2003-11-14 / Community

NTSB Issues Flight 587 Update, Sets Final Report For Spring

NTSB Issues Flight 587 Update, Sets Final Report For Spring


Investigators sift through the rubble left by the engine that separated from the plane and destroyed a home on Beach 128 StreetInvestigators sift through the rubble left by the engine that separated from the plane and destroyed a home on Beach 128 Street

The National Transportation Safety Board (NTSB) has released the following update on its investigation of the November 12, 2001, crash of American Airlines flight 587, an Airbus A300-600, in Belle Harbor, New York, which resulted in the deaths of all 260 persons aboard and 5 persons on the ground.

Composite Lug Test

On August 13, 2003, the NTSB conducted a lug sub-component structural test at the Airbus test facility in Hamburg, Germany. Engineers from the NTSB, Airbus, American Airlines, BEA, and the NASA Langley Research Center supported the testing and analysis.

The test component was a rear main attachment lug from an A310-300 Carbon Fiber Reinforced Plastics (CFRP) fin box skin panel. The panel was originally constructed as a manufacturing quality test article and was used to demonstrate the interior quality of the skin panel.


Firefighters and police officers join civilians in fighting fires caused by the crashFirefighters and police officers join civilians in fighting fires caused by the crash

The test was to demonstrate the behavior of the lug under a load condition similar to that experienced by American Airlines 587 during the accident flight. The load condition used was derived from the flight data recorder information and the subsequent structural finite element analyses.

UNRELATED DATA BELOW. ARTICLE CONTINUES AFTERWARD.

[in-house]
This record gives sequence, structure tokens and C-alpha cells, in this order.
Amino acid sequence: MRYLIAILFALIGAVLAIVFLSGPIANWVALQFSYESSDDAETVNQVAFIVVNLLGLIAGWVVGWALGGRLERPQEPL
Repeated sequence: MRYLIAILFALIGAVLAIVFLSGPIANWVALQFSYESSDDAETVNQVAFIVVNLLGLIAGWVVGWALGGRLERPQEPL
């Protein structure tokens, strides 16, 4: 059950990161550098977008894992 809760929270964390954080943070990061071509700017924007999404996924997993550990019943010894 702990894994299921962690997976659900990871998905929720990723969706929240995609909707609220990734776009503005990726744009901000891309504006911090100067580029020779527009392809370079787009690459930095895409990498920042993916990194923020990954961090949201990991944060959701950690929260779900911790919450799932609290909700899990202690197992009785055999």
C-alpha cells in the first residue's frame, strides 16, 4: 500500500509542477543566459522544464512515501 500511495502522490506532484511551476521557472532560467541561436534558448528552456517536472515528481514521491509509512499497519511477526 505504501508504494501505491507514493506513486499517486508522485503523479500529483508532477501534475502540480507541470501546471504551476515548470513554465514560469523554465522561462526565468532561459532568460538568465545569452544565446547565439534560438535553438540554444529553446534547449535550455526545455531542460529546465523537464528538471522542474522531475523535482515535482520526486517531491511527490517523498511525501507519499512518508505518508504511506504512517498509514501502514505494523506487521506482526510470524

During the test, the lug structurally failed at a load beyond its design ultimate limit.  The test failure appeared to be consistent with calculated failure load analyses performed by both Airbus and NASA Langley. Work is continuing at the Safety Board to continue refining a reliable estimate of the loads on the AA587 fin during the accident.

The Safety Board has obtained two other lugs for testing. Two rear lugs were removed from the tail fin from
the A-300-600 aircraft that was involved in a loss-of-control incident in 1997 as American Airlines flight 903
(see Fifth Update, February 25, 2002). These lugs will undergo structural tests in December of this year and February 2004 in Hamburg.

Systems


Protestors demand that no planes fly over Belle Harbor after the crash.Protestors demand that no planes fly over Belle Harbor after the crash.

The team has completed its examination of the flight control cable routing for possible failure modes that could have led to the accident. The team has also examined the design of the A300-600 rudder limiter system and performed comparisons of other rudder-limited systems.

Human Performance

The group has examined issues related to the directional stability and control characteristics of the Airbus A300-600, obtaining expert information on pilot/aircraft coupling design issues, evaluating aircraft response to differing rudder designs, and examining the service history of the A300-600 for high tail load events that might involve issues related to the accident.

Final Report

The Safety Board currently expects to deliberate over a final accident report in a public meeting in Washington, D.C. during the spring of 2004.


Return to top


Email Us
Contact Us

Copyright 1999 - 2014 Wave Publishing Co. All Rights Reserved

Neighborhoods | History